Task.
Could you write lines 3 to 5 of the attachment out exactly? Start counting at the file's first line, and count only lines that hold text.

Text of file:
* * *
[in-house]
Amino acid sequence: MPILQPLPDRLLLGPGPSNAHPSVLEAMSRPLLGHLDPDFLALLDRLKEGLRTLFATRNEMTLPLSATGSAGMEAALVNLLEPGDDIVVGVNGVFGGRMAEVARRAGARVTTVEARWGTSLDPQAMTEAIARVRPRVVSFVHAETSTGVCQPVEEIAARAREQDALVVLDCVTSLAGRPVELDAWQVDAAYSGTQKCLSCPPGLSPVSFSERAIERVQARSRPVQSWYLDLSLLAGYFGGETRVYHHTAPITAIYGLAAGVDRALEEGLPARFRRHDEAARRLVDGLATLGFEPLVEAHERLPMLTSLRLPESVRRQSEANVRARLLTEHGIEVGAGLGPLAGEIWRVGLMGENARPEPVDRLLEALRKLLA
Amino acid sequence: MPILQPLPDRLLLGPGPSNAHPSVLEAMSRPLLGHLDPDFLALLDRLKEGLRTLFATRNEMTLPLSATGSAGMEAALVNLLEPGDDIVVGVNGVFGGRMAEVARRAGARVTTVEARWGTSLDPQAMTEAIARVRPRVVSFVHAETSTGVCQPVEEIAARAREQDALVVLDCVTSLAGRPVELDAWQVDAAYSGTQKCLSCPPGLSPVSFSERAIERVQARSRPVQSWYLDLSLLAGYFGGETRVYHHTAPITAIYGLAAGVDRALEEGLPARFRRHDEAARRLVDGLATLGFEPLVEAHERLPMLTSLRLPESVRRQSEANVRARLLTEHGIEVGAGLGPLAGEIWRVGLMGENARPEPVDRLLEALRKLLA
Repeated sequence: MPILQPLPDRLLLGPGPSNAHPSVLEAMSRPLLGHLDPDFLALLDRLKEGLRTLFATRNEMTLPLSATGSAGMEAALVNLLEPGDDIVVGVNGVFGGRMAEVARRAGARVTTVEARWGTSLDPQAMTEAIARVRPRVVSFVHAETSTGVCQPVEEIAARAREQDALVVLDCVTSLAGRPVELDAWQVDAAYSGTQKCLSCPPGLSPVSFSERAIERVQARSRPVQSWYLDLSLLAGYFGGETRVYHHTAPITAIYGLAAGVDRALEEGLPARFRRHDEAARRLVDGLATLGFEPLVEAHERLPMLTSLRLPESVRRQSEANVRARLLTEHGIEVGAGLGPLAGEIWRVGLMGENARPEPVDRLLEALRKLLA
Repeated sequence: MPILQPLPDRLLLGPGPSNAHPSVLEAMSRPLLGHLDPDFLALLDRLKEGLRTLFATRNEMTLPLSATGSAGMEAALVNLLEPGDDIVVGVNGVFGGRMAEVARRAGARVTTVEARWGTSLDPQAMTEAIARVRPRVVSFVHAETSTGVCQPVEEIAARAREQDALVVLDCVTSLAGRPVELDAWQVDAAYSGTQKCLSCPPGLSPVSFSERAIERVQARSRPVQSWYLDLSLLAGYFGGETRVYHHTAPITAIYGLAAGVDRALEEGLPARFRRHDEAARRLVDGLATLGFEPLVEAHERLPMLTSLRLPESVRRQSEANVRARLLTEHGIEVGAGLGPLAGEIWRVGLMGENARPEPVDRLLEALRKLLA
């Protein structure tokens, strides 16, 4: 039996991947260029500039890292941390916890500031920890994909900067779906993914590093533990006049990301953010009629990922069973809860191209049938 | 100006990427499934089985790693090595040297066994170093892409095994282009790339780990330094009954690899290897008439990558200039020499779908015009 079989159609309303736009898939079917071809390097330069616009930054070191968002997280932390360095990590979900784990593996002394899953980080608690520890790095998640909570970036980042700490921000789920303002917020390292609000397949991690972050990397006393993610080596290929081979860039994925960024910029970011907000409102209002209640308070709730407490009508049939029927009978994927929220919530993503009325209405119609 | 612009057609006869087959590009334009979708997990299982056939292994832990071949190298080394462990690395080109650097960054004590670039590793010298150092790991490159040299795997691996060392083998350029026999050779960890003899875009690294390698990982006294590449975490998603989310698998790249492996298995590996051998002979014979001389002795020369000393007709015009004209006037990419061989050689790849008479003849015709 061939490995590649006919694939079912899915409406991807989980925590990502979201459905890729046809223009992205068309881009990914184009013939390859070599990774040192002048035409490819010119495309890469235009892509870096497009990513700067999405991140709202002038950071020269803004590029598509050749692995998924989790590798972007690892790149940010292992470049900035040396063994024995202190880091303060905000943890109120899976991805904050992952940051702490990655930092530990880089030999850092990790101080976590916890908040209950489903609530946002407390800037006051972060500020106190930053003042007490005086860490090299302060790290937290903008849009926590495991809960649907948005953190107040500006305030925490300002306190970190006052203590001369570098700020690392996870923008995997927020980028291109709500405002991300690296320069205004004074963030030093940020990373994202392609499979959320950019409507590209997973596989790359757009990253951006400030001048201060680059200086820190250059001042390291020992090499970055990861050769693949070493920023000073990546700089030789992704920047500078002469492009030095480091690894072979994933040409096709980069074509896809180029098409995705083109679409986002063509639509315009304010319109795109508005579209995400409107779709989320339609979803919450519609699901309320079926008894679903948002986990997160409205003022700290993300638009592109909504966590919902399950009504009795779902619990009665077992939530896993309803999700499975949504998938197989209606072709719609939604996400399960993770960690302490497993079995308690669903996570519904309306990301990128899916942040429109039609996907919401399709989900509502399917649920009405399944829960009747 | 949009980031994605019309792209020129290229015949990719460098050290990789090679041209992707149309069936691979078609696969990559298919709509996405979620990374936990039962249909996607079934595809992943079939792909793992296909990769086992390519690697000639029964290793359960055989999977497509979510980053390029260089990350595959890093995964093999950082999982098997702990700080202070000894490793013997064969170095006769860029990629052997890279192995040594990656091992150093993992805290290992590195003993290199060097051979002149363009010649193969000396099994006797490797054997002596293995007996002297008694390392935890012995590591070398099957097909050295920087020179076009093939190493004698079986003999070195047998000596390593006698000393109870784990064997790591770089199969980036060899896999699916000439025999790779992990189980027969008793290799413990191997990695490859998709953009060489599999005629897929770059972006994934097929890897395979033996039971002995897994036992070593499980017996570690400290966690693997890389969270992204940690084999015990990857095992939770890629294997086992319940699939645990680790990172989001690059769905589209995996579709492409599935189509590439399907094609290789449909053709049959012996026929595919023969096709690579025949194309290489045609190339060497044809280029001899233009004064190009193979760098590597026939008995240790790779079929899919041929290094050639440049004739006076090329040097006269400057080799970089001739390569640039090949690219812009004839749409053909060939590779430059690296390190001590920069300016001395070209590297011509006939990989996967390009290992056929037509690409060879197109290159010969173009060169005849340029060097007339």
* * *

Amino acid sequence: MPILQPLPDRLLLGPGPSNAHPSVLEAMSRPLLGHLDPDFLALLDRLKEGLRTLFATRNEMTLPLSATGSAGMEAALVNLLEPGDDIVVGVNGVFGGRMAEVARRAGARVTTVEARWGTSLDPQAMTEAIARVRPRVVSFVHAETSTGVCQPVEEIAARAREQDALVVLDCVTSLAGRPVELDAWQVDAAYSGTQKCLSCPPGLSPVSFSERAIERVQARSRPVQSWYLDLSLLAGYFGGETRVYHHTAPITAIYGLAAGVDRALEEGLPARFRRHDEAARRLVDGLATLGFEPLVEAHERLPMLTSLRLPESVRRQSEANVRARLLTEHGIEVGAGLGPLAGEIWRVGLMGENARPEPVDRLLEALRKLLA
Repeated sequence: MPILQPLPDRLLLGPGPSNAHPSVLEAMSRPLLGHLDPDFLALLDRLKEGLRTLFATRNEMTLPLSATGSAGMEAALVNLLEPGDDIVVGVNGVFGGRMAEVARRAGARVTTVEARWGTSLDPQAMTEAIARVRPRVVSFVHAETSTGVCQPVEEIAARAREQDALVVLDCVTSLAGRPVELDAWQVDAAYSGTQKCLSCPPGLSPVSFSERAIERVQARSRPVQSWYLDLSLLAGYFGGETRVYHHTAPITAIYGLAAGVDRALEEGLPARFRRHDEAARRLVDGLATLGFEPLVEAHERLPMLTSLRLPESVRRQSEANVRARLLTEHGIEVGAGLGPLAGEIWRVGLMGENARPEPVDRLLEALRKLLA
Repeated sequence: MPILQPLPDRLLLGPGPSNAHPSVLEAMSRPLLGHLDPDFLALLDRLKEGLRTLFATRNEMTLPLSATGSAGMEAALVNLLEPGDDIVVGVNGVFGGRMAEVARRAGARVTTVEARWGTSLDPQAMTEAIARVRPRVVSFVHAETSTGVCQPVEEIAARAREQDALVVLDCVTSLAGRPVELDAWQVDAAYSGTQKCLSCPPGLSPVSFSERAIERVQARSRPVQSWYLDLSLLAGYFGGETRVYHHTAPITAIYGLAAGVDRALEEGLPARFRRHDEAARRLVDGLATLGFEPLVEAHERLPMLTSLRLPESVRRQSEANVRARLLTEHGIEVGAGLGPLAGEIWRVGLMGENARPEPVDRLLEALRKLLA